Researchers from Rutgers University have found evidence that, in disadvantaged neighborhoods, shootings tend to occur closer to gun stores. The study, published on February 4 in the Journal of Research in Crime and Delinquency, comes amid a federal push to crack down on problem gun dealers as part of President Joe Biden’s gun violence prevention agenda.
The researchers used shooting and demographic data to explore the relationship between gun stores and violence in Atlanta between 2016 and 2018. In neighborhoods facing high rates of poverty and unemployment, shootings were more likely to take place near gun shops. In better-off neighborhoods, the opposite was true, with gun stores exerting an almost repellent effect on shootings.
Daniel Semenza, a Rutgers sociologist and the study’s lead author, said the data could not explain why shootings concentrate in this manner, but the analysis suggests certain gun dealers increase access to firearms in ways that make disadvantaged neighborhoods more violent. “At the end of the day, almost every gun that is used in a shooting starts off at a federally licensed firearm retailer,” he said. “We hope our study redirects some focus to that point of origin rather than the necessary but significantly more difficult process of interrupting gun trafficking networks.”
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In June 2021, the Biden administration announced an ambitious gun violence prevention plan that included steps for supporting community violence interventions and dismantling gun trafficking networks. It emphasized holding “rogue” firearm dealers accountable by prioritizing them for inspections by the Bureau of Alcohol, Tobacco, Firearms and Explosives. The president also directed the ATF to revoke the licenses of dealers that willfully committed certain violations, including selling guns to convicted felons and not running background checks on customers.
An earlier investigation by The Trace and USA TODAY found that the ATF had routinely allowed lawbreaking gun dealers to stay in business, and that Congress had prevented the agency from conducting more consistent inspections. Semenza and his co-authors noted that their study suggests a way for the ATF to maximize its resources: by focusing on dealers in distressed areas.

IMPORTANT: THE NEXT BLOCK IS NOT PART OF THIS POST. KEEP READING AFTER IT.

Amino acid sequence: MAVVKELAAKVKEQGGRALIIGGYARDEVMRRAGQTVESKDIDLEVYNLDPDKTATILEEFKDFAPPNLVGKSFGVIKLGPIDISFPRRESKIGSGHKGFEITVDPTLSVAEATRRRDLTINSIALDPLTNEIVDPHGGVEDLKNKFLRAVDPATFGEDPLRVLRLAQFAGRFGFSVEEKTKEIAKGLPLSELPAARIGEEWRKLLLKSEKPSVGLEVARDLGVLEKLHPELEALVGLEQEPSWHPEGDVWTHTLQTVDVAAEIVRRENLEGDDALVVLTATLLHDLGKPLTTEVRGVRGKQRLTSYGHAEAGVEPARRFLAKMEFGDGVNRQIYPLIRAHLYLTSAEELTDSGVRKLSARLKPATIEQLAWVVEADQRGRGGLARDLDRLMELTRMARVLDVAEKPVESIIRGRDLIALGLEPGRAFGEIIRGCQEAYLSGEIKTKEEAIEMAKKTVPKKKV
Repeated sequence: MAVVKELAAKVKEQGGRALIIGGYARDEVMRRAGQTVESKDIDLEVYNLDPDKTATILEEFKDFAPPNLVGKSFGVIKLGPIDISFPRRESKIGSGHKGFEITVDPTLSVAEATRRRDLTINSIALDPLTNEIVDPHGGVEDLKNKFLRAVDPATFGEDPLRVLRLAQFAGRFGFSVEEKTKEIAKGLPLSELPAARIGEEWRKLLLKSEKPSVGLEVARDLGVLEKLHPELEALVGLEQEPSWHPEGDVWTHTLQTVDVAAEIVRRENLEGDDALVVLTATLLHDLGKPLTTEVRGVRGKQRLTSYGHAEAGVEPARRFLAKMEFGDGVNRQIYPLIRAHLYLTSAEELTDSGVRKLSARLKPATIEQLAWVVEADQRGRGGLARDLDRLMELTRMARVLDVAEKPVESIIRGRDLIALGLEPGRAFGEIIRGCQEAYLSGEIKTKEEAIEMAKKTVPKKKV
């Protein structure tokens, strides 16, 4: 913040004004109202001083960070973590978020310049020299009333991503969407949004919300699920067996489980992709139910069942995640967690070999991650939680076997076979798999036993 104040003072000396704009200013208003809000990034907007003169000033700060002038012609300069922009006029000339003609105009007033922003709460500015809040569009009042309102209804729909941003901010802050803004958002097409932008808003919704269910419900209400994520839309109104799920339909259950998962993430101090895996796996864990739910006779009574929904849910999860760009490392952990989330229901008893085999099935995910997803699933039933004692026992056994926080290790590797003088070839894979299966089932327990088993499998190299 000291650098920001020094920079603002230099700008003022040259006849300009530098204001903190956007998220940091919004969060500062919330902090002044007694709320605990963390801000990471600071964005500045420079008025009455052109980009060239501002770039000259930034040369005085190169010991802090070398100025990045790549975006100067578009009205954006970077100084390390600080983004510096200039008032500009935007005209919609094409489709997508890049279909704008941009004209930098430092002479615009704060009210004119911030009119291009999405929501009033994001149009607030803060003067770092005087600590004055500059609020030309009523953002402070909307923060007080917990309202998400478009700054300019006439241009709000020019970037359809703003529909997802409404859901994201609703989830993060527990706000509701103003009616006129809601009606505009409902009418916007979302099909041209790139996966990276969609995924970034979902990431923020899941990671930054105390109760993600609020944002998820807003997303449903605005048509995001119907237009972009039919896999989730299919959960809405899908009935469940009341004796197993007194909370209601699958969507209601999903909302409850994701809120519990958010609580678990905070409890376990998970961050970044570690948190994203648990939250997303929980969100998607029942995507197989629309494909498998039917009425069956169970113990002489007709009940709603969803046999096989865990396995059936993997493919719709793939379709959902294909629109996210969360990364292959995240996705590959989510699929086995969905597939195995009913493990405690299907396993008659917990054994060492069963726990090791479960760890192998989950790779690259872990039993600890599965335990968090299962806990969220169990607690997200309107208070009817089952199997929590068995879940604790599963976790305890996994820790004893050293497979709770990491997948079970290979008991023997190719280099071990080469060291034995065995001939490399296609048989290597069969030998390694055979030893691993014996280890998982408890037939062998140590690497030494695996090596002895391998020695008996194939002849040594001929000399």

Previous studies have found that increases in firearm availability correspond to increases in shootings and homicides. Researchers have also shown that the concentration of gun stores in a given place correlates with its rate of firearm violence. But there has been little research into the effects gun stores have at the hyper-local level — and whether the location of a gun shop may affect the level of violence in its immediate vicinity.
The Rutgers team found that shootings near gun shops were most often categorized by local police as manslaughters and assaults. The authors believe this may mean the violence that happens near gun stores is more impsulive than calculated. Robbery-related shootings did not cluster around gun stores, suggesting that the proximate violence was not the result of thefts committed by or against recent customers.
Semenza said one possible explanation for the pattern is that dealers with bad or illegal business practices are more likely to operate in disadvantaged neighborhoods. “The black box here is about how much of this effect is being driven by dealer practices — whether by negligence or intentional corruption — and how much of it is driven by security issues like robberies that redirect guns into secondary markets,” Semenza said. “We just don’t have the data.”
Researchers could further explore dealers’ role by analyzing gun store inspection results or the origins of guns used in nearby shootings. The ATF maintains both sets of data, but the agency is notoriously slow to release inspection information and is barred under federal law from disclosing publicly the names of stores that sold crime guns.